TTN is 50 000+ developers gathered in 600+ communities in 100+ countries. Those communities bring people together: developers, businesses, governments work together on building cool things and on solving (local) problems.
TTN is probably the best source of LoRaWAN knowledge out there. With the shared knowledge of our “Learn” section, our “Labs” stories and this forum we are on Google’s first page for any LoRaWAN question you may have. If there’s no answer, you can ask the community here on the forum, or on Slack.
I would actually be very interested to hear the reasons people may have for not using TTN…
Off the top of my head there are a few reasons why:
The fair use policy. They could believe it is too restrictive and too limited for their use case scenario, therefore they want to use LoRaWAN with the only limitation being the local duty-cycle restrictions.
In some situations a company may not want to share their gateways due to a believed “clogging” of their own network which they invested their resources and energy into deploying. This may also be down to a misunderstand as the theoretical maximum number of nodes a gateway can support which I’ve heard maxes out at about 100 000.
“Why should we share our network with others if all they are going to be doing is utilising our resources?” This is an interesting case particularly in less developed LoRaWAN areas such as Australia because IMO, most businesses would likely believe that we do not currently have enough gateways nationally for them to feel they are getting a fair deal by deploying their own gateways on TTN and also having the opportunity to use others as well.
Privacy. I am not talking about security, rather the idea of someone not exposing their network and their infrastructure publicly on the internet as some sort of way to protect their own business and its practices.
They want full control of their LoRaWAN network. They may not want a middleman as a way to improve efficiency, increase personal privacy and security and to reduce the opportunity for their network breaking in the case that TTN gets shut down (not that I’m hoping for it to).
I think some points have been made pretty clear here. But I am also a little confused about a few points.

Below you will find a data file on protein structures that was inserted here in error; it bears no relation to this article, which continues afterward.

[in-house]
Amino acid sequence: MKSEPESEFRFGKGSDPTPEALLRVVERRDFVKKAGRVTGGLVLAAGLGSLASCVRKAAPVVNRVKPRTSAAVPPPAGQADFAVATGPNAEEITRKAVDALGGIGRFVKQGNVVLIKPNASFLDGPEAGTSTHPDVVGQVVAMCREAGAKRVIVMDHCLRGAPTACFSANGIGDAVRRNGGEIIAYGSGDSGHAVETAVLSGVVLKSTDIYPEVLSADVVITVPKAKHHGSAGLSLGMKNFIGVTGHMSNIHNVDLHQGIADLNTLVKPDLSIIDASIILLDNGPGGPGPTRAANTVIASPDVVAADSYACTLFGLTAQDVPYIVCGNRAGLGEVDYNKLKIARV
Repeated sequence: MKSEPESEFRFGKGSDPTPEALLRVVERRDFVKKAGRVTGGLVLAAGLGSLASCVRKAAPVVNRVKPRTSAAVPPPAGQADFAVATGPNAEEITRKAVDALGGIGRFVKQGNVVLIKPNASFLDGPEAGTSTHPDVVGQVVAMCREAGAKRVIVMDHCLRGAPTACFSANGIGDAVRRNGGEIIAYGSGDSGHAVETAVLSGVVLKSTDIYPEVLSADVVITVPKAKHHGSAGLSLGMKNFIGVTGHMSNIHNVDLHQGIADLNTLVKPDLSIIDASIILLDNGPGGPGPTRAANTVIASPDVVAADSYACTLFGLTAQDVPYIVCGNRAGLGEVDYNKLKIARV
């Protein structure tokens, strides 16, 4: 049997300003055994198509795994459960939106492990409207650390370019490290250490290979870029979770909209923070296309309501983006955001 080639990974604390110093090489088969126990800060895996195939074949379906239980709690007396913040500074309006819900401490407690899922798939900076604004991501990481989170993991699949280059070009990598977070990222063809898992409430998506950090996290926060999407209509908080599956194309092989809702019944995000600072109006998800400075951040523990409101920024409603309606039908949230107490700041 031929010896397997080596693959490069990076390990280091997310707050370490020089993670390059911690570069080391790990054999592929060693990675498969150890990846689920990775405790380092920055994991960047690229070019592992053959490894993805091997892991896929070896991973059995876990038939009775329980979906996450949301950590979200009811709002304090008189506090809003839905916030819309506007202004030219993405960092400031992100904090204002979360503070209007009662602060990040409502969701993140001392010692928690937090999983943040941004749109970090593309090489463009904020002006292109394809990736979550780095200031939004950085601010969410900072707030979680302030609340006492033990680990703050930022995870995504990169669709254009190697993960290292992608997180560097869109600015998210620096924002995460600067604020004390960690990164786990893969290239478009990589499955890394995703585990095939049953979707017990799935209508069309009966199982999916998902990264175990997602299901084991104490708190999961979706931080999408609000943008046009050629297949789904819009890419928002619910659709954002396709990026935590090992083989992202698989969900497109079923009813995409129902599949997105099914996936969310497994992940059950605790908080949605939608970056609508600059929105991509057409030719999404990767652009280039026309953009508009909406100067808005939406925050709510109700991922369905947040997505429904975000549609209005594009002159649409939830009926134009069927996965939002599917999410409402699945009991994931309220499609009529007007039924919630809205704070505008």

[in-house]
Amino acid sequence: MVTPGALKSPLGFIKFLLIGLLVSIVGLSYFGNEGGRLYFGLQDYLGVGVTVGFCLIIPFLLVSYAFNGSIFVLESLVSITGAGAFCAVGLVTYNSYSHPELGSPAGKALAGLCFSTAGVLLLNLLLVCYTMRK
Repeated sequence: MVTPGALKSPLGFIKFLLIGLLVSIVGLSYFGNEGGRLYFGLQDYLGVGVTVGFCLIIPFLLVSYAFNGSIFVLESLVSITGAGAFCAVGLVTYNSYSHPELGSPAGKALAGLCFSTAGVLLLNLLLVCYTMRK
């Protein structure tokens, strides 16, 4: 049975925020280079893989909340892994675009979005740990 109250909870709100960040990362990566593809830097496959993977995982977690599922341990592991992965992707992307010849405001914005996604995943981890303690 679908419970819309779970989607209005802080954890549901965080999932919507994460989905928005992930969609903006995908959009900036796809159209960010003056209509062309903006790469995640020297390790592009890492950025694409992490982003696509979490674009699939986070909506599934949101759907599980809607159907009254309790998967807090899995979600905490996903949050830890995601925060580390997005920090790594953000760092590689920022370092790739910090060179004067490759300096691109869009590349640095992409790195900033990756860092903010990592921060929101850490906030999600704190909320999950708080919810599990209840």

Either Lachlan’s solution by using LoRaServer or the solution provided by TTN mentions a Server here. Is a server here for management or for clouding?
I am pretty new to LoRa and we are searching for a long range low rate solution for our sensor network in the polar. Today I contacted a local company and they told me they have their own solution with a similar function to TTN. Hence our data from sensors have to be sent to their server for decryption and then sent to our own cloud server. He also said that this is unavoidable.
I didn’t quite understand what he meant by ‘unavoidable’. We did set up a sensor network based on WiFi-LTE gateway before and our data was routed to our cloud server with FTP directly. But why do we need to use the service provided by TTN or the local company? Can’t the sensor data be sent directly to our own cloud server with a LoRa-LTE gateway, without any intermediate server? Which part in the WiFi-based sensor network resembles the funciton of TTN/local company in LoRa-based sensor network?
Thanks guys in advance for your time and attention.
When we refer to a server, this is primarily around management and setup, not so much around cloud storage. TTN simplifies the setup and management of nodes and gateways on the network, whilst also opening up the opportunity of you being able to use the communities gateways and the community being able to use yours. TTN stores an unlimited amount data for a period of 7 days which can be extracted using the API available.
When that company you contacted said the network server was unavoidable, they were half correct. Yes, a network server must be used for LoRaWAN if you want to be able to easily setup and manage your nodes and gateways, however you do not have to use a solution developed by them or even TTN for that matter, you could develop you own (if you had the hardware, man-power and ability).
The difference between LoRaWAN network servers are the features they provide. TTN is centred around community, whereas the solution this company offers likely is an enterprise option with direct support. If you go onto building your own, you won’t have these features, but you will have full control on everything you do.